A semi-regular attempt (in other words, as I have time) to explore the interaction between God and the adolescent world, especially the connection between theory and praxis (otherwise known as practical theology). Primary emphasis will be given to the role of the church (and especially the emerging church) in this process.

Monday, July 23, 2007

Recent teen trends

Been scouring the website and came across the following issues re. teenagers that we in youth ministry need to be aware of. Each one speaks to a different facet of the adolescent world: physical development, faith development, and cultural awareness. As you read each one, consider what are the things you can take away from these issues that can better assist you in your local ministry. I'd be interested to hear your comments on each one.

Helmet Boxing
Knowing teenagers' need for thrill, engaging in helmet boxing is yet another seems to be another example of their seeming inability to think of the logical consequences for their actions (e.g. "personal fable"). Be sure to check out the video.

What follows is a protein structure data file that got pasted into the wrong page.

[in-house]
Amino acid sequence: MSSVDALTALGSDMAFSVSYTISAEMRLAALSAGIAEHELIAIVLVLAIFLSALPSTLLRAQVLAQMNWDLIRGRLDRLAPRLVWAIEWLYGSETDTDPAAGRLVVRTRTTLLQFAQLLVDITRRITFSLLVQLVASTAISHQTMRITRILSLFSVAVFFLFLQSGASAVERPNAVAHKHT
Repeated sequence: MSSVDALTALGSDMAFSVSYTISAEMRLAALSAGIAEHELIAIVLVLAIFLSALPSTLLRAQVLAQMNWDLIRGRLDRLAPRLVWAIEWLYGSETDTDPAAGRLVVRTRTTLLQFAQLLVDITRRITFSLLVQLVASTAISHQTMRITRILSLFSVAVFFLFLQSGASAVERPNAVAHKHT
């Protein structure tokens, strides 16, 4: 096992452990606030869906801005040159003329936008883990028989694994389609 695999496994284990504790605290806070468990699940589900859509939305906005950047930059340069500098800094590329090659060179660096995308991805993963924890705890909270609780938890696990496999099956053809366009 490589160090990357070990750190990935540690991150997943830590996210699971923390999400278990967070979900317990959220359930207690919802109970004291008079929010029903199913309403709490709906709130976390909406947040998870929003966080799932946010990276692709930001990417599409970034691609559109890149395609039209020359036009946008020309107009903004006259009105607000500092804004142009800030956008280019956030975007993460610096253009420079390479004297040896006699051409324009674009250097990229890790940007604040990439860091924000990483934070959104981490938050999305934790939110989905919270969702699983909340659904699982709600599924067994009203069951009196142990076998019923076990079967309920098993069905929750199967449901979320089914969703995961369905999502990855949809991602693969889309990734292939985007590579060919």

How can we better educate our parents about this issue, as well as assisting our teenagers to better understand the possible consequences of engaging in such a practice? I'm not dissing boxing, but rather trying to address the issue from the standpoint of protection of our youth.

Religion's Generation Gap
Great article from the Wall Street Journal on what happens when students become more devout than their parents. This is an extremely pertinent issue in youth ministry, as all of us have had to deal with situations just like this. I'm thinking about some of the students in my group who have desperately fallen in love with Jesus, yet live in nominal Christian homes where mom and dad don't understand their passion and dedication to Christ.

Generation Next
Excellent website that is seeking to understand students who are aged 16-25. The video clips are very useful, and could be used to better educate parents (and seminary students!) to some of the key issues that our high school and college students are facing.

If you've got sharp students in that age range, the website wants to hear from them and include their insights.


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